Posts Tagged ‘1965’

America Bleeding

November 7, 2016

In the middle of my teenage years, back in the day, I was a high school student. On the other side of the city where I grew up, our state university provided education for thousands of students who had already matriculated to the college level of learning.

Here is a picture which I lifted, by iPhone helicoptering technology, from a book that I recently perused. The image depicts a campus walkway, circa 1965, where students are going into and out of the LSU student Union building. A few years after this photograph was snapped, I became one of those students, 1969 version, who traipsed from class to class on the campus of LSU.

LSUnionWalk

The book from which this image is lifted is linked here:

  https://www.amazon.com/Treasures-LSU-Laura-F-Lindsay/dp/0807136786

This morning, while viewing this photo as part of the research for the novel that I am now composing, I found something interesting about it. Take a look at the apparel that these students are wearing. Most of them are clothed in solid colors, which, in this photo, registers as either black or white. On almost every student whose garb depicts this black/white arrangement, the black is on the lower half of the body–the pants, or skirt part.

Considering the way Americans dress nowadays, this seems to be a boringly plain, regimented arrangement. It is, however, perhaps a little more dignified than what we might see at a typical 2016 visit to, say, Walmart, McDonald’s, or any college or university.

Notice, however, that six of these students in the picture are wearing a clothes motif that stands apart from the black/white pattern. And in every one of these six individuals, the fashion statement is the same:

Plaid.

Six students are wearing plaid.

This was a new trend in youthful clothing  during the mid-1960’s. It was, however, the beginning of a virtual tsunami of color that would be be flaunted in the coming years, in the clothes and fashions of young people. By the end of the decade, this small bursting forth of crisscrossed chromaticism would metamorphose into a riot of  self-expressive color displayed uninhibitedly on our young bodies. Thus would we baby boomers strive, in our own threadish way, to find and establish own generational identity.

My memory of this elaborative fashion development began in my eight-grade, 1964-65. The pattern retained in my mind from that time is a certain kind of plaid:

Madras.

The Madras plaid came from India, specifically a city there named Madras, which has since had its name changed to Chennai.

What was really groovy for us back in the day was that Madras plaids had an earthy, handwoven look. The fabric itself had curious little irregularities in it. . . little clumps in the thread, and variations in the weaving. The look and feel of it was a departure from the American stuff, which was obviously machine-made, bland and boring.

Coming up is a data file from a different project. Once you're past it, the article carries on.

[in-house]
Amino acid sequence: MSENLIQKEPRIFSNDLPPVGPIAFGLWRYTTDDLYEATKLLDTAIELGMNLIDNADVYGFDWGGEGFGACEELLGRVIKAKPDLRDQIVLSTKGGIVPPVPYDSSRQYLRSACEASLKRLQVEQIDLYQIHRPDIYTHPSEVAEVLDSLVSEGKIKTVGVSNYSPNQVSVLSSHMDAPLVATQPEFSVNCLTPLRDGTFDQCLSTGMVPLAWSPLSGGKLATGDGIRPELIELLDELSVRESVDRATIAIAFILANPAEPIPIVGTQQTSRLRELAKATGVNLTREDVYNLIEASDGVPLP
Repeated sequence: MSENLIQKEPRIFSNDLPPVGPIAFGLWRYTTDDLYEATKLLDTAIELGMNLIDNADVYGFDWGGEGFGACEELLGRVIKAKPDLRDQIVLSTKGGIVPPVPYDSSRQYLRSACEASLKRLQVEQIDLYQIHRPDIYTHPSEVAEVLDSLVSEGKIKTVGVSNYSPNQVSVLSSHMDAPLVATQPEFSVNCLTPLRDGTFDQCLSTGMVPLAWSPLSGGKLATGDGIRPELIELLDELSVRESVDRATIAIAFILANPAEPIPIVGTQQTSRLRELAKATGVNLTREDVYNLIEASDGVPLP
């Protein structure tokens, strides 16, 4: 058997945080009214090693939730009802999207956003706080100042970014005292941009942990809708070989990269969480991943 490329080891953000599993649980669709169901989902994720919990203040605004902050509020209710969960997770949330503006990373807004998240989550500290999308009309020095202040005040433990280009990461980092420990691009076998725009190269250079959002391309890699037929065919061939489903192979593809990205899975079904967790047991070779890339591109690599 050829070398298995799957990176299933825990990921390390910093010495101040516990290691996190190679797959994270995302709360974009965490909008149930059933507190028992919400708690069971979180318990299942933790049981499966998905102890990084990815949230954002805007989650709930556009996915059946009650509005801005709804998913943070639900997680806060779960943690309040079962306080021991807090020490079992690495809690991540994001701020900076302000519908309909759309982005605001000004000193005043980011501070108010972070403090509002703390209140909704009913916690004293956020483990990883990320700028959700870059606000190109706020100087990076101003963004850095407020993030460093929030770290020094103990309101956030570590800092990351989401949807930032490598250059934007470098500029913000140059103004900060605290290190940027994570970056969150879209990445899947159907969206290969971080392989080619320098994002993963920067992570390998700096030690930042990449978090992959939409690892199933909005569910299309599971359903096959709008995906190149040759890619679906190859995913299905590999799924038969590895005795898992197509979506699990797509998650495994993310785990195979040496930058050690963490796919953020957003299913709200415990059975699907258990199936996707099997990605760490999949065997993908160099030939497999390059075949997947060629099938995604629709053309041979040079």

So we started wearing the Madras plaid in–I think it was–about 1965. This photograph seems to have captured the very inception of that style-shattering sea-change in our thread preferences.

A very attractive feature of the Madras was this: it bled.

When you washed your plaid shirt, or pants, the colors would “bleed.”

With each washing, the threaded pigments would migrate slightly out into the white regions of the fabric.

This was way-cool.

It was groovy. All that color was leaping out of the grooves of regimented style, testing the compartmentalism of society, violating the tick-tacky of conformity, even setting the stage for a fading American resolve to retain our post-WWII position as policeman of the world.

But this fashionable Madras bleeding was but a small shriveling on the torso of the American corpus writ large.

At the same time, in the mid-1960’s, America was bleeding real, red blood, and it wasn’t cool.

It was hot blood, 98.6 degrees.

America was bleeding in Vietnam.

America was bleeding in the ghettoes of the cities.

America was bleeding in Selma.

America was bleeding in Watts, in Detroit.

America would bleed in Orangeburg, at Jackson State, at Kent State.

But that was nothing new.

America had bled at  Lexington and Concord, at Yorktown.

America had long been shedding blood in the cotton fields, and at the trading blocks in New Orleans, in Charleston.

America had bled in Kansas, and at Harpers Ferry, Fort Sumter, Antietam.

America bled at Gettysburg and Appammatox.

America bled at Little Big Horn and at Wounded Knee.

America bled through the hands, the arms and backs and feet of thousands of immigrants who drove steel stakes into the railways that stretched all the way from Boston to San Francisco.

America bled at Haymarket, Chicago

America bled prolifically at Verdun, Amiens, Flanders

America hemorrhaged at Pearl Harbor, at Normandy, at the Bulge, at Iwo Jima  and Guadalcanal and Okinawa.

And America continued its bloodletting in Korea, at Inchon.

America bled at Ia Drang, at Khe Sanh,  at Saigon and Hué and Danang.

America wept bloody tears at My Lai.

America bled from Kuwait to Baghdad

America bled in Beirut and Mogadishu, and in Kosovo.

America bled at the Word Trade Center on 9/11.

America bled at Fallujah, and in Helmand, Qandahar and Kabul.

America weeps for the blood shed at Mosul and Aleppo.

America weeps, America bleeds in millions of D&C’d in uteri.

We have always been bleeding somewhere. It is the way of all flesh.